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Filed under Culture, Football

PakiBash, 2.0: How Postmodern Racism Enables Systemic Decay

The renaissance of racism was one topic that we at Mediolana did not except to be writing about in the late summer of 2017, but with the rise of authoritarian populism in both key developed economies and emerging markets – and a nod to the 16-bit cult video game PakiBash – it makes perfect sense to elucidate the mechanics of this phenomenon.

Contemporary postmodern racism – while certainly not excluding the possibility of physical violence – is a predominantly virtual beast. But it has far-reaching real-world consequences, including ’tilting’ elections, the dehumanisation of out-groups and – crucially – guaranteed decline. Here’s how it works:

  1. Activate ad campaigns. The media is critical in creating a fecund climate for postmodern racism. It does this by running increasingly shrill stories which make popular scapegoats synonymous with structural economic and social problems that they have little-to-no tenable causative connection with, especially vis-à-vis the rest of the population. Wildly inaccurate extrapolations from unrepresentative examples are routinely deployed in this phase.
  2. Increase the heat. The next step – in which the media often (though not always) plays the roles of both cheerleader and instigator – is to claim that in an era when hate speech has become the defining wallpaper of our digital culture, ‘ordinary people’ are somehow being silenced from expressing hate speech. This has the effect of getting people to adopt confrontational demeanours, raising the temperature far beyond rationality.
  3. Airbrush inconvenient facts. That EU migration constitutes a vast economic subsidy to, say, the finances of the United Kingdom – a net benefit of £8.8bn from 1995 to 2011, as opposed to a £604.5bn drain on the exchequer during the same period by British nationals – is something that must be flushed down the memory hole. Sexual abuse – something which numerous high-profile cases have demonstrated is tragically institutionalised at all levels of UK society – is, somehow, to be construed as solely committed by people with darker skin tones and ‘alien’ names working in the margins of the nighttime economy.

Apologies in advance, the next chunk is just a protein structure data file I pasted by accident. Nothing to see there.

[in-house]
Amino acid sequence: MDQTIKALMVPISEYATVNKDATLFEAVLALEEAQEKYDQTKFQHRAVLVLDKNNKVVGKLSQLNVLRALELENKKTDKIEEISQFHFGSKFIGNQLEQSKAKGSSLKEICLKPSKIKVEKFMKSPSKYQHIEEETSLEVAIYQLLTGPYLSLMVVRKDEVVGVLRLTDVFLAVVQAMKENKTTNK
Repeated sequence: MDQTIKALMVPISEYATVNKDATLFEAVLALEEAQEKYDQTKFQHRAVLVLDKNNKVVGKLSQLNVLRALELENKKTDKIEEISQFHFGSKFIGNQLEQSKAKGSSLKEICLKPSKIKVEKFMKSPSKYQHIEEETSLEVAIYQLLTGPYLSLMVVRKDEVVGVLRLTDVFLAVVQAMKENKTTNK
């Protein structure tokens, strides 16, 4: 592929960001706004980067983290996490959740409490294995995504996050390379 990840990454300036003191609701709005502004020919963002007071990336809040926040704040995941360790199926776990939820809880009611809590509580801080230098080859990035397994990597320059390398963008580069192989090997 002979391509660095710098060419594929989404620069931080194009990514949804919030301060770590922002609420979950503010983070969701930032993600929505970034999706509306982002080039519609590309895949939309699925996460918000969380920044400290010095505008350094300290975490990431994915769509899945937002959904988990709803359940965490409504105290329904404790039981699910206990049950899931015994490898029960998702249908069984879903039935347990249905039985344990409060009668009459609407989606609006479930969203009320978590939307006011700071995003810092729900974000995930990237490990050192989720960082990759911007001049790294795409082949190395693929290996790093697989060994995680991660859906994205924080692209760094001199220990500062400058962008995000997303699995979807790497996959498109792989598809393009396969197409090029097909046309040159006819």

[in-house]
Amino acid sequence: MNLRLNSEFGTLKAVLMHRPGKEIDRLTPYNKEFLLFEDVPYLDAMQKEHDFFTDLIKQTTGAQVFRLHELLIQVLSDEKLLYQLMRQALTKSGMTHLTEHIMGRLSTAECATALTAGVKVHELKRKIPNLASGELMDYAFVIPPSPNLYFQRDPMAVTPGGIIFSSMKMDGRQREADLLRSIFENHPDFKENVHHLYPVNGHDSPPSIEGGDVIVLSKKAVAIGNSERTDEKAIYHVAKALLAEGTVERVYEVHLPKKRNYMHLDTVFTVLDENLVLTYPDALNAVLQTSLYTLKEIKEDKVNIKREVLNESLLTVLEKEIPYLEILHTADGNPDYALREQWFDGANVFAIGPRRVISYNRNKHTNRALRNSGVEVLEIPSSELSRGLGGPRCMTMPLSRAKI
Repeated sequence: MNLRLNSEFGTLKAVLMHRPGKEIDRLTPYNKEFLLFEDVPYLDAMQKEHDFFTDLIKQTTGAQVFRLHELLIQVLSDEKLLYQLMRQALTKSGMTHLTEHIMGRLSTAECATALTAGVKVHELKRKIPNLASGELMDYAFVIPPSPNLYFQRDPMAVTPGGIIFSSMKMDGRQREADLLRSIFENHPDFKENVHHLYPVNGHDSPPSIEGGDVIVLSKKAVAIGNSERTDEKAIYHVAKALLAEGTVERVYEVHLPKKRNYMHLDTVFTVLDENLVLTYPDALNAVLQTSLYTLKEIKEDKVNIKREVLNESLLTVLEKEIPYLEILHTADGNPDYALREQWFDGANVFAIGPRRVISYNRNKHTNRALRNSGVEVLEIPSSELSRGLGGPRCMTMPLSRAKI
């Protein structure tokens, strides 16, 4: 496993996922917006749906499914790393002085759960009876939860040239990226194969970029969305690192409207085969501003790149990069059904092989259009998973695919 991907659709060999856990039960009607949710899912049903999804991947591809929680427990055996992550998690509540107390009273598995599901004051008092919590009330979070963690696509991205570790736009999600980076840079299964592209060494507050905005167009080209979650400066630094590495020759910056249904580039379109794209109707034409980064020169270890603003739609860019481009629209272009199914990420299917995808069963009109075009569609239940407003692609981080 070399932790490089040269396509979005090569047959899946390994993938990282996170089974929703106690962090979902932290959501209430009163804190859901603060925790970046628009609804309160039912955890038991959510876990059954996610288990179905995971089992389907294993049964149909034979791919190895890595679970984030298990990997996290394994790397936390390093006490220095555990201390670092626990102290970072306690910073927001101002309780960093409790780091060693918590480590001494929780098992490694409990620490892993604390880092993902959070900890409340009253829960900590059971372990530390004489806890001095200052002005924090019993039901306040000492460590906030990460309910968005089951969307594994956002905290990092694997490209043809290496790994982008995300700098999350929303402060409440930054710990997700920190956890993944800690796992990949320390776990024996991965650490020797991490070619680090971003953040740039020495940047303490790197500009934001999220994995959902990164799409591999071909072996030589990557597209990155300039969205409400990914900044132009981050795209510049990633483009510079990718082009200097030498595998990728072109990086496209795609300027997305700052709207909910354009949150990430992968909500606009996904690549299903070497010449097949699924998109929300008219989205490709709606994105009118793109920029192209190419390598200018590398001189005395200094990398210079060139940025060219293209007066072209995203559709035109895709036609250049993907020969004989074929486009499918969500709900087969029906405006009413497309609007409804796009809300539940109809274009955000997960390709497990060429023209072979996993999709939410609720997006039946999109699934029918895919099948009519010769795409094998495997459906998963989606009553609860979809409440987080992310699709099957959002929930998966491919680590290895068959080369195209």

Postmodern racism is, in many senses, a quite brilliant stratagem. And to certain population demographics, this new and improved form of Paki-bashing will doubtless provide that surge of adrenalin which is otherwise presumed missing from their existences.

However, it does not actually solve any of the problems it purports to explain. Quite the reverse: (i) it infantilises sections of the general public by conning them into believing that their own deficiencies – such as catastrophically low levels of educational attainment – can be remedied by blaming abstract entities; (ii) it deliberately polarises and degrades political discourse; and (iii) it gives a Get Out of Jail Free card to the taxpayer-funded agencies whose performance and policies have been central in engendering systemic decay.


Filed under Culture, Media, Psychology

The Cost of Decadence: ‘One Night in Heaven’ Smashes Price Ceiling!

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Filed under Culture, Education, Finance

Food Fight: Venice ‘Skewers Europe’s Fast Food Sensation’! #kebabban

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Filed under Culture, Law